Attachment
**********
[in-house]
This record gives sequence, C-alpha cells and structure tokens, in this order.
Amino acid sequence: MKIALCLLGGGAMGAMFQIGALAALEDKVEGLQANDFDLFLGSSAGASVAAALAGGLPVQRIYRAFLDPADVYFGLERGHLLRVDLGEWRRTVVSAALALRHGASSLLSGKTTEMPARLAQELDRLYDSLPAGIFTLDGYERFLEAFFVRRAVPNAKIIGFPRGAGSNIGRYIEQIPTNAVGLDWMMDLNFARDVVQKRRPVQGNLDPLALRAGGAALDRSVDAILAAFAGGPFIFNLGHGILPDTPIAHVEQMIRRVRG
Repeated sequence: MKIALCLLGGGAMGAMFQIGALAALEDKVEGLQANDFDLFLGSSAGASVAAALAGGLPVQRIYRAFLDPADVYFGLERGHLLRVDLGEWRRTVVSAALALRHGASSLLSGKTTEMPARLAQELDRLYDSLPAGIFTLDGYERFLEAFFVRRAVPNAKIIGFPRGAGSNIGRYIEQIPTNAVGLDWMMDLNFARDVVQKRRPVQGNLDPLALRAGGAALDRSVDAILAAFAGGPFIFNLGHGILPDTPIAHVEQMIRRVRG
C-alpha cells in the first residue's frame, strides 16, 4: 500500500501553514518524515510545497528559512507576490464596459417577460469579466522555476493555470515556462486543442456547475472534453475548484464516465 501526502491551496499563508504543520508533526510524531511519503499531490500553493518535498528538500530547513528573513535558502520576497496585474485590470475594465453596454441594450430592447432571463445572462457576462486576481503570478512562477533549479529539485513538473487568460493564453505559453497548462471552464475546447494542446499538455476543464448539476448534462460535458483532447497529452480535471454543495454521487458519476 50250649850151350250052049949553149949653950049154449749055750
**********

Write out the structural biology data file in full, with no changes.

[in-house]
This record gives sequence, C-alpha cells and structure tokens, in this order.
Amino acid sequence: MKIALCLLGGGAMGAMFQIGALAALEDKVEGLQANDFDLFLGSSAGASVAAALAGGLPVQRIYRAFLDPADVYFGLERGHLLRVDLGEWRRTVVSAALALRHGASSLLSGKTTEMPARLAQELDRLYDSLPAGIFTLDGYERFLEAFFVRRAVPNAKIIGFPRGAGSNIGRYIEQIPTNAVGLDWMMDLNFARDVVQKRRPVQGNLDPLALRAGGAALDRSVDAILAAFAGGPFIFNLGHGILPDTPIAHVEQMIRRVRG
Repeated sequence: MKIALCLLGGGAMGAMFQIGALAALEDKVEGLQANDFDLFLGSSAGASVAAALAGGLPVQRIYRAFLDPADVYFGLERGHLLRVDLGEWRRTVVSAALALRHGASSLLSGKTTEMPARLAQELDRLYDSLPAGIFTLDGYERFLEAFFVRRAVPNAKIIGFPRGAGSNIGRYIEQIPTNAVGLDWMMDLNFARDVVQKRRPVQGNLDPLALRAGGAALDRSVDAILAAFAGGPFIFNLGHGILPDTPIAHVEQMIRRVRG
C-alpha cells in the first residue's frame, strides 16, 4: 500500500501553514518524515510545497528559512507576490464596459417577460469579466522555476493555470515556462486543442456547475472534453475548484464516465 501526502491551496499563508504543520508533526510524531511519503499531490500553493518535498528538500530547513528573513535558502520576497496585474485590470475594465453596454441594450430592447432571463445572462457576462486576481503570478512562477533549479529539485513538473487568460493564453505559453497548462471552464475546447494542446499538455476543464448539476448534462460535458483532447497529452480535471454543495454521487458519476 50250649850151350250052049949553149949653950049154449749055750